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Martin Duenas

Good Essays
Sandro Botticelli was an Italian painter of the Early Renaissance and participant of the Florentine style. He was the son of Mariano Filipepi, a tanner. Born in Florence around 1445, his first master was a goldsmith named Sandro, it was under his guidance that Botticelli first showed and incredible talent for painting and thus his family decided that instead of becoming a goldsmith, he should improve his skills. At the age of sixteen, he served as apprentice to Fra Filippo Lippi, from who he learned to include the effects of transparency and perspective to his paintings. In 1470, he already had his own workshop where he developed his own personal style. A fabulous management of lines, a sense of melancholy and the incorporation of Neo-Platonism characterized Botticelli’s artistic style through out his whole career, which brought him recognition and fame. Like many other artists, Botticelli worked for the Medici Family, for whom he painted portraits and other pieces of art such as the “Adoration of the Magi”. Sandro Botticelli’s paintings during the Early Renaissance and humanist period were, indeed, significant as he introduced new concepts and ideas to the movement.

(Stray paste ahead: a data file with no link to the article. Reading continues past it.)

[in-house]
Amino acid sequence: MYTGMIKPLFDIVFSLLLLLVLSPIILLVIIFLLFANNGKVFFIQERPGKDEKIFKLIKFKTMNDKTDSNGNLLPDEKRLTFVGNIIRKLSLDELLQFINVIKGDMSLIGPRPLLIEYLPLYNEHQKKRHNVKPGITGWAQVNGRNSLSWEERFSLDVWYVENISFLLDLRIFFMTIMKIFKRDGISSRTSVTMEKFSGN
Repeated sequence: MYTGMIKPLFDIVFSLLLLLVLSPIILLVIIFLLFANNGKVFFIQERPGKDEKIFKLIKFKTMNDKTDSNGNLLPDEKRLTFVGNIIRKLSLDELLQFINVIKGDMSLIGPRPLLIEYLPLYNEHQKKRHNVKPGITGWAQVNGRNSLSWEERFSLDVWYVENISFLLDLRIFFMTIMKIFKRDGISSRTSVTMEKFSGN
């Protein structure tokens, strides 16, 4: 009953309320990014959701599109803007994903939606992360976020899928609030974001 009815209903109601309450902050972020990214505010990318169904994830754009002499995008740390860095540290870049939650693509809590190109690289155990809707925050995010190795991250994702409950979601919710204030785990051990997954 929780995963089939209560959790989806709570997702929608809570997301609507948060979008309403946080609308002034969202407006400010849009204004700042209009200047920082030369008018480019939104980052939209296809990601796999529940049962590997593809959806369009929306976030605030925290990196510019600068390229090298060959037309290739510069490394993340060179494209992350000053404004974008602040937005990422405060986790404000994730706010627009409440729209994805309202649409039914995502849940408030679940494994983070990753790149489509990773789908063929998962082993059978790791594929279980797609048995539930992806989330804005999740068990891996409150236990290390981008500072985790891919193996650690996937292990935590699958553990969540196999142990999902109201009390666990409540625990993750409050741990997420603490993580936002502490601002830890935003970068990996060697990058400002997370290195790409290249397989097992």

Botticelli lived during the transition from the Early Renaissance to the High Renaissance period. Artists like Brunelleschi who painted the dome of Florence Cathedral, Donatello with the sculpture of David or Michelangelo were the perfect examples for young artist like Botticelli who wanted to follow their techniques as well as bring in new ideas. During the Early Renaissance artists wanted to break with the established conventions of the Byzantine art and renovate the world of art with the human figure as the main pillar: “Throughout the 15th century, artists stud...

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...enus, in the middle, represents the “Humanitas” (the benevolence), which protects men”. This symbolism of “humanitas” represents the ideals of humanism such as positivity, harmony, and confidence in his abilities. A peculiarity of the paintings might be that it is interconnected with The Birth of Venus. In the first one, Venus is coming to earth from a shell and the world is attentively waiting for her. In Primavera, Venus is a full-grown woman and is already in charge of world nature. In addition, in The Birth of Venus the trees have not already produced fruits but in Primavera, oranges and flowers occupy the background. Both these differences represent the time passing, a recurrent theme of humanist artists. Primavera was significant during the early Renaissance movement as it portrayed the style of the Neo-Platonism that Sandro Botticelli introduced in Florence.
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